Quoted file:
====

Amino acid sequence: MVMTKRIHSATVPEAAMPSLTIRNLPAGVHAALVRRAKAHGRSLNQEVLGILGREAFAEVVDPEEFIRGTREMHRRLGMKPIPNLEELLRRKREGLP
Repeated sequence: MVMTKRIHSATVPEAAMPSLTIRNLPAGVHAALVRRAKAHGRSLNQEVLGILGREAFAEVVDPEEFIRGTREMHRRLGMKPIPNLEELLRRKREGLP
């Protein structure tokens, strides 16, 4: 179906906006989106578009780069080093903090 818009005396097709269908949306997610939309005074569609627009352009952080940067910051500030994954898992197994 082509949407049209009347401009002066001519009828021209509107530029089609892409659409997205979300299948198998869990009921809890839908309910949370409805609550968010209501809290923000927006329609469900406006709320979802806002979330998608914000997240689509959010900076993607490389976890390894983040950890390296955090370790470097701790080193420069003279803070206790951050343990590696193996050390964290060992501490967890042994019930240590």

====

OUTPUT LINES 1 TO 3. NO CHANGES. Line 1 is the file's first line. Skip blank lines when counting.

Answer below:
Amino acid sequence: MVMTKRIHSATVPEAAMPSLTIRNLPAGVHAALVRRAKAHGRSLNQEVLGILGREAFAEVVDPEEFIRGTREMHRRLGMKPIPNLEELLRRKREGLP
Repeated sequence: MVMTKRIHSATVPEAAMPSLTIRNLPAGVHAALVRRAKAHGRSLNQEVLGILGREAFAEVVDPEEFIRGTREMHRRLGMKPIPNLEELLRRKREGLP
């Protein structure tokens, strides 16, 4: 179906906006989106578009780069080093903090 818009005396097709269908949306997610939309005074569609627009352009952080940067910051500030994954898992197994 082509949407049209009347401009002066001519009828021209509107530029089609892409659409997205979300299948198998869990009921809890839908309910949370409805609550968010209501809290923000927006329609469900406006709320979802806002979330998608914000997240689509959010900076993607490389976890390894983040950890390296955090370790470097701790080193420069003279803070206790951050343990590696193996050390964290060992501490967890042994019930240590």